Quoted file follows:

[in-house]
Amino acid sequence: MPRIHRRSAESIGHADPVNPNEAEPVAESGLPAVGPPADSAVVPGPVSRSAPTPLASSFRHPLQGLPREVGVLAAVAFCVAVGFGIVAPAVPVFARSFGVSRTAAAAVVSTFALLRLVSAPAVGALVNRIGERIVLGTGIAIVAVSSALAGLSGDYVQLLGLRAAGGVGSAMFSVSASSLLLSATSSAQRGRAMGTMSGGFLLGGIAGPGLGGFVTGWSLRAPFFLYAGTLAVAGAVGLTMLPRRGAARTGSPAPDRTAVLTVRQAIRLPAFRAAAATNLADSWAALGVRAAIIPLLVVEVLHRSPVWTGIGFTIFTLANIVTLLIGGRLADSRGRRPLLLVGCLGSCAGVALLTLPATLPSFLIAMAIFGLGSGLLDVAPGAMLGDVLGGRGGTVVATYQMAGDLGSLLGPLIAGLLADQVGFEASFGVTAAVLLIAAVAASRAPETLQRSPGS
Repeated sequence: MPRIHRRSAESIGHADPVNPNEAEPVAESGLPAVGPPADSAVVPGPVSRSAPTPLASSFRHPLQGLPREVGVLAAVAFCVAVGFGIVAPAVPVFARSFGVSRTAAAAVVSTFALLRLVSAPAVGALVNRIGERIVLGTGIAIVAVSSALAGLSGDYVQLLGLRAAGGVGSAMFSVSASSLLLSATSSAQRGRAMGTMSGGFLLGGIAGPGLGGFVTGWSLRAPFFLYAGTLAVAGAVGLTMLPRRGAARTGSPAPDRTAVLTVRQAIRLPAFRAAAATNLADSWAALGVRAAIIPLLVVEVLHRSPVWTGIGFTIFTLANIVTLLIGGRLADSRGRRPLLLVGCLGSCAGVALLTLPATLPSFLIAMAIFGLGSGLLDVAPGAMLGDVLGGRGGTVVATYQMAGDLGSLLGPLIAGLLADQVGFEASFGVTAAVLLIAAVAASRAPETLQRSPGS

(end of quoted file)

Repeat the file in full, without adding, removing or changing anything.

[in-house]
Amino acid sequence: MPRIHRRSAESIGHADPVNPNEAEPVAESGLPAVGPPADSAVVPGPVSRSAPTPLASSFRHPLQGLPREVGVLAAVAFCVAVGFGIVAPAVPVFARSFGVSRTAAAAVVSTFALLRLVSAPAVGALVNRIGERIVLGTGIAIVAVSSALAGLSGDYVQLLGLRAAGGVGSAMFSVSASSLLLSATSSAQRGRAMGTMSGGFLLGGIAGPGLGGFVTGWSLRAPFFLYAGTLAVAGAVGLTMLPRRGAARTGSPAPDRTAVLTVRQAIRLPAFRAAAATNLADSWAALGVRAAIIPLLVVEVLHRSPVWTGIGFTIFTLANIVTLLIGGRLADSRGRRPLLLVGCLGSCAGVALLTLPATLPSFLIAMAIFGLGSGLLDVAPGAMLGDVLGGRGGTVVATYQMAGDLGSLLGPLIAGLLADQVGFEASFGVTAAVLLIAAVAASRAPETLQRSPGS
Repeated sequence: MPRIHRRSAESIGHADPVNPNEAEPVAESGLPAVGPPADSAVVPGPVSRSAPTPLASSFRHPLQGLPREVGVLAAVAFCVAVGFGIVAPAVPVFARSFGVSRTAAAAVVSTFALLRLVSAPAVGALVNRIGERIVLGTGIAIVAVSSALAGLSGDYVQLLGLRAAGGVGSAMFSVSASSLLLSATSSAQRGRAMGTMSGGFLLGGIAGPGLGGFVTGWSLRAPFFLYAGTLAVAGAVGLTMLPRRGAARTGSPAPDRTAVLTVRQAIRLPAFRAAAATNLADSWAALGVRAAIIPLLVVEVLHRSPVWTGIGFTIFTLANIVTLLIGGRLADSRGRRPLLLVGCLGSCAGVALLTLPATLPSFLIAMAIFGLGSGLLDVAPGAMLGDVLGGRGGTVVATYQMAGDLGSLLGPLIAGLLADQVGFEASFGVTAAVLLIAAVAASRAPETLQRSPGS